Remember how those in favor of nationalizing our health care system were talking about how our system should be more like Canada's? Well according to this study (which is talked at length about today in the WSJ), even though Canada spends more money than any other "universal access" country in the OECD on healthcare, the quality of healthcare that the patients actually receive ranks right up there with Turkey, Hungary and Poland. Why is this the case? Because Canada is the only country in the OECD that doesn't allow a parallel private healthcare system to exist. When will they learn that Communism doesn't work?

Tuesday, September 03, 2002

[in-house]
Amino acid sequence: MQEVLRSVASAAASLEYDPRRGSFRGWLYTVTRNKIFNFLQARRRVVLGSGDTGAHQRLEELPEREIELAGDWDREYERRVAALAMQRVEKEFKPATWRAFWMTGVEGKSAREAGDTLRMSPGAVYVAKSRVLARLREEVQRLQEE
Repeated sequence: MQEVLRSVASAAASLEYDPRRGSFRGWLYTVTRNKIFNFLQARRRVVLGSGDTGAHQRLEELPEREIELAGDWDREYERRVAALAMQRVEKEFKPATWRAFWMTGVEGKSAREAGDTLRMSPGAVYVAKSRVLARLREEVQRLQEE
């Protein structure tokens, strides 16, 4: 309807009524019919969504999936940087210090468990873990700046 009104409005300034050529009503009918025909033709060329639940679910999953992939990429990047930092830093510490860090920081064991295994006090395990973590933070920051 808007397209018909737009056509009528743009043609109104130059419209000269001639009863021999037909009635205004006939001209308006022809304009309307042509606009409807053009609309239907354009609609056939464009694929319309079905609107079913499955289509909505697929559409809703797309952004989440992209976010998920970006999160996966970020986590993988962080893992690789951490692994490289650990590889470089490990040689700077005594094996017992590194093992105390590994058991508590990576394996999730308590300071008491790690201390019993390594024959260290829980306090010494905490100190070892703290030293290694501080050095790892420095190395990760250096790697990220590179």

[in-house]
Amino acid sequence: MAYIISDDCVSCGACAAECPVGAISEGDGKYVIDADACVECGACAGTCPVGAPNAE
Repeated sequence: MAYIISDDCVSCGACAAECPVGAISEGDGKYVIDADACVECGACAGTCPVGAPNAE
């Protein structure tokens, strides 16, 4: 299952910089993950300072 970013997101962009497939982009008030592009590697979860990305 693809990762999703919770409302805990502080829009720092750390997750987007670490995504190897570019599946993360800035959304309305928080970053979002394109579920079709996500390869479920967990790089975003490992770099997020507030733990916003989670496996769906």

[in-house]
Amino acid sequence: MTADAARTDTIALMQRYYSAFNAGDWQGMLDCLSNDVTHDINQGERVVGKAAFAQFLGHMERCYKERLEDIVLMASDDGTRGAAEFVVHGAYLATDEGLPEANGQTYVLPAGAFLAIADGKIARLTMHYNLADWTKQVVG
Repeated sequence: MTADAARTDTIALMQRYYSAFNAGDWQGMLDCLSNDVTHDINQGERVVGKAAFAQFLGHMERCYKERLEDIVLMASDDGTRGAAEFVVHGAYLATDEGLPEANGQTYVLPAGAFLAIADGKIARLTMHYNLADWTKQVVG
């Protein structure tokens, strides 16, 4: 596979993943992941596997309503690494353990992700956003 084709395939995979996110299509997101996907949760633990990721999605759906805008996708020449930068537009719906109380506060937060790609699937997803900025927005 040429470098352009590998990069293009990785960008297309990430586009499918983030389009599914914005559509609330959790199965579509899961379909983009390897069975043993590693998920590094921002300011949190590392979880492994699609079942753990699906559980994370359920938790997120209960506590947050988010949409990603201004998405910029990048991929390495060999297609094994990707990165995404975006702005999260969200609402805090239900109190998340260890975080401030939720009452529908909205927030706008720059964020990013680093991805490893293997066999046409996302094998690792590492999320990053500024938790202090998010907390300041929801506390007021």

I must be in a really geeky mood today or something. Here is an interview with Steve Lisberger, creator of Tron. It has some interesting tidbits:

"After we did Tron, that year, we weren’t even nominated for an Academy Award for special effects. When we made an inquiry as to why that might be, they said, 'Well we didn’t nominate you because you cheated. You used computers.'"
Is that a gun in your pocket or are you just happy to see me? Neither, falsies for men.
Thank god Hillary was unsuccessful in nationalizing our health care industry. In New Zealand, cancer patients have to wait up to 18 weeks for their first appointment with a specialist. Considering how important it is to treat cancer in its early stages, I think this is trully a crime. (via Best of the Web)
For some reason this story reminded me of the song "Pretty Vacant" by the Sex Pistols. Hmmm, I have no idea why :)
Oh, here is a shocker, the music industry's subscription sites aren't doing very well.
Someone is trying to get a patent for something which sounds like a early version of a cloaking device.

Here is something interesting: Growing cartilage inside the body.